4th. 4th.
- Section 5. Rearranged the sub-sections a bit for better flow. - Section 5. Rearranged the sub-sections a bit for better flow.
First describe the Conference ID, then the Conference Instance, First describe the Conference ID, then the Conference Instance,
followed by the Conference Object, with the Conference Object followed by the Conference Object, with the Conference Object
Identifer described in a subsection of the Conference Object Identifer described in a subsection of the Conference Object section.
section. Added a diagram showing the relationship between Conference Added a diagram showing the relationship between Conference
Identifer/Focus and Conference Object Identifier, within the context Identifer/Focus and Conference Object Identifier, within the context
of a Conference Instance to the Conference Object section. of a Conference Instance to the Conference Object section.
- Section 6.1 (Cloning Tree). Rewording to clarify which operations - Section 6.1 (Cloning Tree). Rewording to clarify which operations
apply to independent objects (and non-independent). apply to independent objects (and non-independent).
- Section 6.3 (Advanced Example). Added additional text with regards - Section 6.3 (Advanced Example). Added additional text with regards
to future conferences, introducing the concept of infinite series to future conferences, introducing the concept of infinite series
(which would be limited by calendaring interface). (which would be limited by calendaring interface).
- Section 7.3 (Conference Control Protocol). Updated to include - Section 7.3 (Conference Control Protocol). Updated to include
reference to SOAP option. reference to SOAP option.
- Section 8.3 (sidebars) - reworded 1st paragraph to be more explicit - Section 8.3 (sidebars) - reworded 1st paragraph to be more explicit
about the XCON FW constructs used. about the XCON FW constructs used.
Changes from individual 02 to WG 00: Changes from individual 02 to WG 00:
- few minor editorial changes - few minor editorial changes
- Section 2. Removed second sentence of definition of Conference - Section 2. Removed second sentence of definition of Conference ID,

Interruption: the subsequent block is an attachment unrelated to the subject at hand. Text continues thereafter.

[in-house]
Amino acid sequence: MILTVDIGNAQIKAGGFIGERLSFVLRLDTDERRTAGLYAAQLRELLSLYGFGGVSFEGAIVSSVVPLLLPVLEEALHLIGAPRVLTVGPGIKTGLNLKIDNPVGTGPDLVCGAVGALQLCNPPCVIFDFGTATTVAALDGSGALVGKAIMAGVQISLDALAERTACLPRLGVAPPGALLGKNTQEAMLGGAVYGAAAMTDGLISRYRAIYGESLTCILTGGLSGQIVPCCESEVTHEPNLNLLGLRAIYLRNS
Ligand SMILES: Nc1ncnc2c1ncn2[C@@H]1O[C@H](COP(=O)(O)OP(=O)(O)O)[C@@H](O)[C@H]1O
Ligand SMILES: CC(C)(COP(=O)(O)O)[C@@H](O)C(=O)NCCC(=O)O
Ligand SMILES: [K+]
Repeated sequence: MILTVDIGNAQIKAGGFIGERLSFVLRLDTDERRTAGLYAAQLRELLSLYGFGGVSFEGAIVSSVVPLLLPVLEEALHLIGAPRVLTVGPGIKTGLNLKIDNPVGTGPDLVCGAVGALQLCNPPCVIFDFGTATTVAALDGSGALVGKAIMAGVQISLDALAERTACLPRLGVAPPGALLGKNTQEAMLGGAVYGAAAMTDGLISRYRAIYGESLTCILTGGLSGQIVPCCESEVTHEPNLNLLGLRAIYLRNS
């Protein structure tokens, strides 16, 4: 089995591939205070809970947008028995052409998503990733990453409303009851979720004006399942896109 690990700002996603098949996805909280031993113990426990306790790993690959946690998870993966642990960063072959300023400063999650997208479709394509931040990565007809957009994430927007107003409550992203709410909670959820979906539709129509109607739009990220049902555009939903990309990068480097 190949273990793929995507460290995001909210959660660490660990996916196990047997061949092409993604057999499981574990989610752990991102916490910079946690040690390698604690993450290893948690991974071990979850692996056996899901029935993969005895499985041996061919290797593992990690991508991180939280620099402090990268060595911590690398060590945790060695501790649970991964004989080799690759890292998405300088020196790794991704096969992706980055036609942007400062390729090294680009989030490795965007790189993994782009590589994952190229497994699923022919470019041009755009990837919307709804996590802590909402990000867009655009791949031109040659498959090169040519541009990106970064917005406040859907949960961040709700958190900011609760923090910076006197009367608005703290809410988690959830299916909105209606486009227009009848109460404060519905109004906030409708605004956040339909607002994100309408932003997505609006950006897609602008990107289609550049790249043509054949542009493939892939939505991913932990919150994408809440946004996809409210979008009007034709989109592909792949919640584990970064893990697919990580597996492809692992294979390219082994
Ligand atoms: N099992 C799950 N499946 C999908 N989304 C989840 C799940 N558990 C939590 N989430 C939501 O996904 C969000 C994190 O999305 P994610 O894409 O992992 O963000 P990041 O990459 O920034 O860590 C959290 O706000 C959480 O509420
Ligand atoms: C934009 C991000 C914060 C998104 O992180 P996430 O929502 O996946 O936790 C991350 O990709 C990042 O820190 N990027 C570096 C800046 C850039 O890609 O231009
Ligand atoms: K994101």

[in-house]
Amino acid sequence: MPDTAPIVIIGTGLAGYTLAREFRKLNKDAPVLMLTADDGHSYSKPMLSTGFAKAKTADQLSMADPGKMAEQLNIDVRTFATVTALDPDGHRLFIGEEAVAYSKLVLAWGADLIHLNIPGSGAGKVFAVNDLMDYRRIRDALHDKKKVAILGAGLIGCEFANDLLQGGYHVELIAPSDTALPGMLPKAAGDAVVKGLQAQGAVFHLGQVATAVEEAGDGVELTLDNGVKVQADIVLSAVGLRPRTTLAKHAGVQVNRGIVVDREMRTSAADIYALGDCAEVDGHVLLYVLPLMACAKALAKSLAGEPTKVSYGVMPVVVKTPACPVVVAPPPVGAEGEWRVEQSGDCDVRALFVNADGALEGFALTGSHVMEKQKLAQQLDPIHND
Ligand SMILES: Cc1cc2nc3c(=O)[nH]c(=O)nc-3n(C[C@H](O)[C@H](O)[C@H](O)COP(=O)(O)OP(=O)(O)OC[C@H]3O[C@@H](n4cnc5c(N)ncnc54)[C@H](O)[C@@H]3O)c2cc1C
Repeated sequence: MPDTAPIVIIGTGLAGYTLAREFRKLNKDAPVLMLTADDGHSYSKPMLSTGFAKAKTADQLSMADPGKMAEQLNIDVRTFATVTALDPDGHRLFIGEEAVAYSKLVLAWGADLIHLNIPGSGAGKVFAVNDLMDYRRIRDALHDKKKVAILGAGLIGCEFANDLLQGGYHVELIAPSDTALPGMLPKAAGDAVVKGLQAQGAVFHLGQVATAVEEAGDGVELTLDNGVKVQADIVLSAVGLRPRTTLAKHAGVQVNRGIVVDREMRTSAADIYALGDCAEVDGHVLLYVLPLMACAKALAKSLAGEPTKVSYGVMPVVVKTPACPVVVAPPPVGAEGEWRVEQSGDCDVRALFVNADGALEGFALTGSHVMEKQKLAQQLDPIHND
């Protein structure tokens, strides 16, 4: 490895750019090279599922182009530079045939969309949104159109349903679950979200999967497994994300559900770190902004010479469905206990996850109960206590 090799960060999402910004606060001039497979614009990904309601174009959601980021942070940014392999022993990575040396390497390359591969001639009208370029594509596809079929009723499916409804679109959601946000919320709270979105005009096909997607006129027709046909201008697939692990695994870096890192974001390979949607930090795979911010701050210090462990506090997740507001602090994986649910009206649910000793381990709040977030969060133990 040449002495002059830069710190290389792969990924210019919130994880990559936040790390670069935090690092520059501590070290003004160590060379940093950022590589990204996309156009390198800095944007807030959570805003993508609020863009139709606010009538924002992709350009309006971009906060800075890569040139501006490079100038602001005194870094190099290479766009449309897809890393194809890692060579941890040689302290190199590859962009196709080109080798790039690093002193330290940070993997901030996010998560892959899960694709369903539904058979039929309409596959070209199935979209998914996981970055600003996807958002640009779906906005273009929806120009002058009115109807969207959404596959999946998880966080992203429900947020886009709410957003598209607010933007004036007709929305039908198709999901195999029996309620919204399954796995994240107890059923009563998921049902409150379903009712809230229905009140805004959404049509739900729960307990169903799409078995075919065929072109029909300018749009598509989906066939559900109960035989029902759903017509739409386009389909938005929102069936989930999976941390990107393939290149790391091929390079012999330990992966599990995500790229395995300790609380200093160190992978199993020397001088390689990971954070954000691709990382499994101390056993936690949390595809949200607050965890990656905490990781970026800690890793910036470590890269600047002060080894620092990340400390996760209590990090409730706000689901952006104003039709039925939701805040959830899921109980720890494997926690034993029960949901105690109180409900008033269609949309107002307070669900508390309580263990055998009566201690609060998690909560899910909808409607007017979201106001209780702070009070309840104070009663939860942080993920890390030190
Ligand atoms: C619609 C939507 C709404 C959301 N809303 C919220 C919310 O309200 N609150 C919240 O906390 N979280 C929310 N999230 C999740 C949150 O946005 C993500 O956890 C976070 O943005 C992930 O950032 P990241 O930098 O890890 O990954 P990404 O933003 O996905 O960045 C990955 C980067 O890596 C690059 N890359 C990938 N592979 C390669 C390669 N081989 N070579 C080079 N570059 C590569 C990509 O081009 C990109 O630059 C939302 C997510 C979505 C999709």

ID, as that's now included/described in context in new Identifier as that's now included/described in context in new Identifier
section. section.
- Section 3. Clarified that TBD in Figure 1 is "Conference Control - Section 3. Clarified that TBD in Figure 1 is "Conference Control
Protocol" (per Keith's comment to be more explicit). Protocol" (per Keith's comment to be more explicit).
- Section 4.1. Identifiers. Moved this to a new section ( - Section 4.1. Identifiers. Moved this to a new section (
Section 5). Section 6).
- New section for Identifiers ( Section 5), thus all section - New section for Identifiers ( Section 6), thus all section
references beyond 4 are incremented in the new version. references beyond 4 are incremented in the new version.
- Section 4. Since section 4.1 was removed, section 4.2 became the - Section 4. Since section 4.1 was removed, section 4.2 became the
body text for section 4. body text for section 4.
- Section 4.2. Added "Floor Information" to Figure 2 as part of - Section 4.2. Added "Floor Information" to Figure 2 as part of
Common Conference Information, also added "Floor Control" to Common Conference Information, also added "Floor Control" to
Conference Template (per text and Cullen's draft). Conference Template (per text and Cullen's draft).
- Section 4.5. Conference policies. Reworded to not introduce new - Section 4.5. Conference policies. Reworded to not introduce new
skipping to change at page 43, line 4 skipping to change at page 44, line 12
- Section 5.4. Added text that there is a single time and that the - Section 5.4. Added text that there is a single time and that the
times are all relative the one time (per DP1 conclusion). times are all relative the one time (per DP1 conclusion).
- Section 5.4. Added text clarifying that changes to a series impact - Section 5.4. Added text clarifying that changes to a series impact
"all future occurrences (per DP1 discussion/conclusion). "all future occurrences (per DP1 discussion/conclusion).
- Section 6.3 - Added subsections for discussion of CSCP and NETCONF - Section 6.3 - Added subsections for discussion of CSCP and NETCONF
as the CCP. as the CCP.
- Section 6.4 - Floor Control. Removed Editor's notes 2 and 3. - Section 6.4 - Floor Control. Removed Editor's notes 2 and 3.
Condensed the text only slightly, but added explicit references to Condensed the text only slightly, but added explicit references to
new identifier section. new identifier section.
- Section 6.4.1 Moved to new Identifier section ( Section 5) - Section 6.4.1 Moved to new Identifier section ( Section 6)
- Section 7.1 - moved example to 7.2. Included a new (more - Section 7.1 - moved example to 7.2. Included a new (more
appropriate example) in 7.1, although this may be too basic. appropriate example) in 7.1, although this may be too basic.
- Section 7.3 - added some proposed text for Sidebars. - Section 7.3 - added some proposed text for Sidebars.
15. References 15. Appendix A - Conference Object Identifier
15.1 Normative References [Editors Note: This appendix will be incorporated in a separate